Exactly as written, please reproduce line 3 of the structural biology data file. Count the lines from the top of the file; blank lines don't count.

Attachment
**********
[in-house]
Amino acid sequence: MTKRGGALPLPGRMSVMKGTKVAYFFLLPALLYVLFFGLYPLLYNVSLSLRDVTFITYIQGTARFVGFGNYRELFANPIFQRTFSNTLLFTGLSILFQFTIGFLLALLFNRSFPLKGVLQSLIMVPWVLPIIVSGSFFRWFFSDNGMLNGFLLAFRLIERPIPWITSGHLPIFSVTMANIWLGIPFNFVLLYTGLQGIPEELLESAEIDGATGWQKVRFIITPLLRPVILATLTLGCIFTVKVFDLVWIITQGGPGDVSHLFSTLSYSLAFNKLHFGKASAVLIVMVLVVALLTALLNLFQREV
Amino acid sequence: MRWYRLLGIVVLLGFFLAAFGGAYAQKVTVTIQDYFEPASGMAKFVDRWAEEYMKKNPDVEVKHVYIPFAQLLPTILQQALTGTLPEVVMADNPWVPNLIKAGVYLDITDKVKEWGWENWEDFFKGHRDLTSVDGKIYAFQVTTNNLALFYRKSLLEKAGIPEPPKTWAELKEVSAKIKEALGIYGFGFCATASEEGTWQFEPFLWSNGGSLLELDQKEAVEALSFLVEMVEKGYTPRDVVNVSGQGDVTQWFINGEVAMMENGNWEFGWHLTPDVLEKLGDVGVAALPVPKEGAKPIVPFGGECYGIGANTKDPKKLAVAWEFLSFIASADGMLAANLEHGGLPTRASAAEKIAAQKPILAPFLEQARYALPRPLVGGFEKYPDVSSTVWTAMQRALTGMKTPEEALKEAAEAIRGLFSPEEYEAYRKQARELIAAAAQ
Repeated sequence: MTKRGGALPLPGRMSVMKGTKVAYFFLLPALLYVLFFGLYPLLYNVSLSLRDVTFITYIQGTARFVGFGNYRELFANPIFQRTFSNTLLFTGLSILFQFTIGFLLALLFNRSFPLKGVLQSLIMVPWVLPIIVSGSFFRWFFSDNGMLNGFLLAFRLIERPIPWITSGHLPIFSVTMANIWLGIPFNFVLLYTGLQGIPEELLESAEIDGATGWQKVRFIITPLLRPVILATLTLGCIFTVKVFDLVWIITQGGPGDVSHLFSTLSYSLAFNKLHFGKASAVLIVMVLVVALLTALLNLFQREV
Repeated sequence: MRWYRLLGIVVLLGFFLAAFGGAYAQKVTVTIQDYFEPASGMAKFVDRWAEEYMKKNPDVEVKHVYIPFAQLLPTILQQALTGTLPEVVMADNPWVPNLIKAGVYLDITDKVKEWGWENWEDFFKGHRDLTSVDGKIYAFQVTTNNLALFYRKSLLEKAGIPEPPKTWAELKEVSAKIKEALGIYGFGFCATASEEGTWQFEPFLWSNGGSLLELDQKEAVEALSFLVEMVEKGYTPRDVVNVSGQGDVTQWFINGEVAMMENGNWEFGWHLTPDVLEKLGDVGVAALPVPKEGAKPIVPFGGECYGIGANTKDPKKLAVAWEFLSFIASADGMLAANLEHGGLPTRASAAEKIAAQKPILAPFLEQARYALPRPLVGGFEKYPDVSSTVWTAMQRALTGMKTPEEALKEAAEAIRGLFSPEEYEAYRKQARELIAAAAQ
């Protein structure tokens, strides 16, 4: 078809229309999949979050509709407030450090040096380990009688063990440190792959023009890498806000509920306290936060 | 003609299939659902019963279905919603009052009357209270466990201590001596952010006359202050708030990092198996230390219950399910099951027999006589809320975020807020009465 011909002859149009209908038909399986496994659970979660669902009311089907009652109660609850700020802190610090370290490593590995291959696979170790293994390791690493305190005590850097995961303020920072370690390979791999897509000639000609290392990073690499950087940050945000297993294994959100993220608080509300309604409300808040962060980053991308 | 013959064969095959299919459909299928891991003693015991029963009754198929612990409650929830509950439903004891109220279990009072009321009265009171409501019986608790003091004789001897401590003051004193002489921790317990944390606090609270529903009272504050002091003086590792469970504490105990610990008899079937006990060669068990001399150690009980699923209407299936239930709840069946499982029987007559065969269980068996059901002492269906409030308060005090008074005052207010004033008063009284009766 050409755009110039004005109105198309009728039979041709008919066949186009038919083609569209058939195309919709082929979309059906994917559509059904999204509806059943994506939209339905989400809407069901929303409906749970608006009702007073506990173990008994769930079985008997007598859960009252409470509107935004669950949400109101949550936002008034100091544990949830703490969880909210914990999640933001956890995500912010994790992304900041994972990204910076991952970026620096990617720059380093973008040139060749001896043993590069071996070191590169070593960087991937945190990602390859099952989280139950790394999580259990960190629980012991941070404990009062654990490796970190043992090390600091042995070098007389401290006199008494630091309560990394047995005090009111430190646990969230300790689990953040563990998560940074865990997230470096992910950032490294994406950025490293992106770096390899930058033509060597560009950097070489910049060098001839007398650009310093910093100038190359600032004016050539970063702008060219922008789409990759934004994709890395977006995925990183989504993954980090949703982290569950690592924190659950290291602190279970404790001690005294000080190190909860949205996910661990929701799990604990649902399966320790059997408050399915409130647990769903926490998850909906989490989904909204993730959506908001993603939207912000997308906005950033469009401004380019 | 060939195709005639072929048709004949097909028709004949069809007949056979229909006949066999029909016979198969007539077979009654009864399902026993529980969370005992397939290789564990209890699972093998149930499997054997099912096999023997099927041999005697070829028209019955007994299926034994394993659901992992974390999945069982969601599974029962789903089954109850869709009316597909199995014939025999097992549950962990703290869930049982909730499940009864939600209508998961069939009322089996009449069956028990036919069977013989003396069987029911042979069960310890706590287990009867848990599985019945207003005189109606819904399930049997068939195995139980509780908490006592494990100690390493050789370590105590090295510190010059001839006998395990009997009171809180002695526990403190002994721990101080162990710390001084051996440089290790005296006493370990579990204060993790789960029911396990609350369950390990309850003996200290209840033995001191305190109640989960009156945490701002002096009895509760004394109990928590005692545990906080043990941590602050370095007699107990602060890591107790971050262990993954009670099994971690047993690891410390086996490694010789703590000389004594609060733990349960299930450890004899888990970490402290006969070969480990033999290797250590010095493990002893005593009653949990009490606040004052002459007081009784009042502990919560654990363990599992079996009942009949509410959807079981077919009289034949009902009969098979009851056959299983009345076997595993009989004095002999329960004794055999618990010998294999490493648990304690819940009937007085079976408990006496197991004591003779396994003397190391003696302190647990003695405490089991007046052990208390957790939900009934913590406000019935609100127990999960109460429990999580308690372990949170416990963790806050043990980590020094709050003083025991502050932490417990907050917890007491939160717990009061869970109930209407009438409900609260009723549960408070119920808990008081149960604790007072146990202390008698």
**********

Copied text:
Amino acid sequence: MRWYRLLGIVVLLGFFLAAFGGAYAQKVTVTIQDYFEPASGMAKFVDRWAEEYMKKNPDVEVKHVYIPFAQLLPTILQQALTGTLPEVVMADNPWVPNLIKAGVYLDITDKVKEWGWENWEDFFKGHRDLTSVDGKIYAFQVTTNNLALFYRKSLLEKAGIPEPPKTWAELKEVSAKIKEALGIYGFGFCATASEEGTWQFEPFLWSNGGSLLELDQKEAVEALSFLVEMVEKGYTPRDVVNVSGQGDVTQWFINGEVAMMENGNWEFGWHLTPDVLEKLGDVGVAALPVPKEGAKPIVPFGGECYGIGANTKDPKKLAVAWEFLSFIASADGMLAANLEHGGLPTRASAAEKIAAQKPILAPFLEQARYALPRPLVGGFEKYPDVSSTVWTAMQRALTGMKTPEEALKEAAEAIRGLFSPEEYEAYRKQARELIAAAAQ